People with hemophilia were formerly at very high risk of infection with hepatitis C virus (HCV). Approximately 20% of HCV-infected patients spontaneously clear the virus. To identify correlates of spontaneous clearance of HCV, we studied a cohort of HCV-infected hemophilic subjects without human immunodeficiency virus infection who had never been treated with interferon. Plasma HCV RNA was persistently undetectable in 192 (27.0%) of 712 HCV-seropositive subjects. In multivariate analyses, HCV clearance was more likely in subjects infected with HCV at younger age, especially with infection before age 2 years (40.1%) compared with after age 15 years (14.9%, P trend < .0001), and with relatively recent infection, especially after 1983 (42.8%) compared with before 1969 (18.2%, Ptrend < .0001). HCV clearance was marginally reduced with African ancestry (19%) and greatly increased with chronic hepatitis B virus (HBV) infection (59.1%, P = .001). Resolved HBV infection, coagulopathy types and severity, types of clotting factor treatment, and sex were not associated with HCV clearance. In conclusion, hemophilic subjects coinfected with chronic HBV and those infected with HCV before age 2 years or after 1983 were significantly more likely to spontaneously clear HCV viremia. These data highlight and clarify the importance of nongenetic determinants in spontaneous recovery from HCV infection.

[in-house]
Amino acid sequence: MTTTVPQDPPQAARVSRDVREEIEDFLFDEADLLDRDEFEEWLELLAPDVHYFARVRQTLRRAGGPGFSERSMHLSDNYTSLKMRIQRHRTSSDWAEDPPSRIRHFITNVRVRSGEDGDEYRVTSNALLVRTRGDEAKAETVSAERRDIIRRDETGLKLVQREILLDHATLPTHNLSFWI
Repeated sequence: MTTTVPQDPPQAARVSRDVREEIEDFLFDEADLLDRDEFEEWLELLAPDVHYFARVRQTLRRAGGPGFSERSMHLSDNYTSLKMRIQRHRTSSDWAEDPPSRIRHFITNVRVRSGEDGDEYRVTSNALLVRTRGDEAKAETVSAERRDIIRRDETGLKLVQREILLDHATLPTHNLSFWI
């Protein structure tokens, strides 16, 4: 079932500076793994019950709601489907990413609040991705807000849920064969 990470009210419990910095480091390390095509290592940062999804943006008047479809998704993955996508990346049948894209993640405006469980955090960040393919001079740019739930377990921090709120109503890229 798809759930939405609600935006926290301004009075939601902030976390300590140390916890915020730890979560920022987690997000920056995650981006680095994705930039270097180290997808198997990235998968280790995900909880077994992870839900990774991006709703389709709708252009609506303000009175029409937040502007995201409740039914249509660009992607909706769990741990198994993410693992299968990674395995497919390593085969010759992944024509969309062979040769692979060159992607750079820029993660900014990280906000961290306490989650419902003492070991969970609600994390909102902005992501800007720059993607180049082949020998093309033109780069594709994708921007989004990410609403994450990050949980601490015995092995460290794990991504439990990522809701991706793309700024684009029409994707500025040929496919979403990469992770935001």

All Science Journal Classification (ASJC) codes
- Cell Biology